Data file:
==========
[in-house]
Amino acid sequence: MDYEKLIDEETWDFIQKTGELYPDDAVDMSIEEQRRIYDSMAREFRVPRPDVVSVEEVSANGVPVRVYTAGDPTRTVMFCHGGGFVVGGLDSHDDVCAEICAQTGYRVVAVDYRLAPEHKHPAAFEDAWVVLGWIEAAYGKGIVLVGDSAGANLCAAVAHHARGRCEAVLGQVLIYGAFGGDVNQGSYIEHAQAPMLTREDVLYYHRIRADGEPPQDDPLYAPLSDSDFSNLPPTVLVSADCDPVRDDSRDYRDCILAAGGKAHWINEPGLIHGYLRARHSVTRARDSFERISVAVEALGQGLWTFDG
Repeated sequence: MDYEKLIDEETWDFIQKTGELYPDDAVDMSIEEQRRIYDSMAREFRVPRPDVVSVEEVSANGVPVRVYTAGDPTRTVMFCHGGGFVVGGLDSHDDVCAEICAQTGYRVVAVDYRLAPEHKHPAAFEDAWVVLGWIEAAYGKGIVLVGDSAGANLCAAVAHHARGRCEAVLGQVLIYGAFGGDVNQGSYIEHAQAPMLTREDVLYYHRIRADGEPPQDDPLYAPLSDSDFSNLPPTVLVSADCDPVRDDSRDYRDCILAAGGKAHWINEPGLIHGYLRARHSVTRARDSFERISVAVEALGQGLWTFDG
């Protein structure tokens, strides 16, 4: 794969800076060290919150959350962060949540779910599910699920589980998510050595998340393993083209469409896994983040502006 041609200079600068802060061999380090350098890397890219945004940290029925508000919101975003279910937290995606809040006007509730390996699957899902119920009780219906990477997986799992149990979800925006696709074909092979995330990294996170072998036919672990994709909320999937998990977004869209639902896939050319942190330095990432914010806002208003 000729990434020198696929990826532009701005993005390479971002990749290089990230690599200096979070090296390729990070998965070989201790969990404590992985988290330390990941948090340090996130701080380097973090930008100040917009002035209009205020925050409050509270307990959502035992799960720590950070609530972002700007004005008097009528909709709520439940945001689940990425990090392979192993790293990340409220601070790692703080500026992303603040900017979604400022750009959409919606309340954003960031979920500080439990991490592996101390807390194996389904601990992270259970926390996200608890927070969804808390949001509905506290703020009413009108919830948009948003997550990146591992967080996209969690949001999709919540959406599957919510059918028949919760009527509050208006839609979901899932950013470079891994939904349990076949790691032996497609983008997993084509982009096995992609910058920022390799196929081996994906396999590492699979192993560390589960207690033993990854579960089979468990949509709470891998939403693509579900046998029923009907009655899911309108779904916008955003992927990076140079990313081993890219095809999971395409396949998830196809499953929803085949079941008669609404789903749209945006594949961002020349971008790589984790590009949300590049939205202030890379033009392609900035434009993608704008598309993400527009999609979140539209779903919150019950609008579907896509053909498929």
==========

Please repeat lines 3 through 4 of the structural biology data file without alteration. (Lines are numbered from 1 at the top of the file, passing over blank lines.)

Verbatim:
Repeated sequence: MDYEKLIDEETWDFIQKTGELYPDDAVDMSIEEQRRIYDSMAREFRVPRPDVVSVEEVSANGVPVRVYTAGDPTRTVMFCHGGGFVVGGLDSHDDVCAEICAQTGYRVVAVDYRLAPEHKHPAAFEDAWVVLGWIEAAYGKGIVLVGDSAGANLCAAVAHHARGRCEAVLGQVLIYGAFGGDVNQGSYIEHAQAPMLTREDVLYYHRIRADGEPPQDDPLYAPLSDSDFSNLPPTVLVSADCDPVRDDSRDYRDCILAAGGKAHWINEPGLIHGYLRARHSVTRARDSFERISVAVEALGQGLWTFDG
């Protein structure tokens, strides 16, 4: 794969800076060290919150959350962060949540779910599910699920589980998510050595998340393993083209469409896994983040502006 041609200079600068802060061999380090350098890397890219945004940290029925508000919101975003279910937290995606809040006007509730390996699957899902119920009780219906990477997986799992149990979800925006696709074909092979995330990294996170072998036919672990994709909320999937998990977004869209639902896939050319942190330095990432914010806002208003 000729990434020198696929990826532009701005993005390479971002990749290089990230690599200096979070090296390729990070998965070989201790969990404590992985988290330390990941948090340090996130701080380097973090930008100040917009002035209009205020925050409050509270307990959502035992799960720590950070609530972002700007004005008097009528909709709520439940945001689940990425990090392979192993790293990340409220601070790692703080500026992303603040900017979604400022750009959409919606309340954003960031979920500080439990991490592996101390807390194996389904601990992270259970926390996200608890927070969804808390949001509905506290703020009413009108919830948009948003997550990146591992967080996209969690949001999709919540959406599957919510059918028949919760009527509050208006839609979901899932950013470079891994939904349990076949790691032996497609983008997993084509982009096995992609910058920022390799196929081996994906396999590492699979192993560390589960207690033993990854579960089979468990949509709470891998939403693509579900046998029923009907009655899911309108779904916008955003992927990076140079990313081993890219095809999971395409396949998830196809499953929803085949079941008669609404789903749209945006594949961002020349971008790589984790590009949300590049939205202030890379033009392609900035434009993608704008598309993400527009999609979140539209779903919150019950609008579907896509053909498929």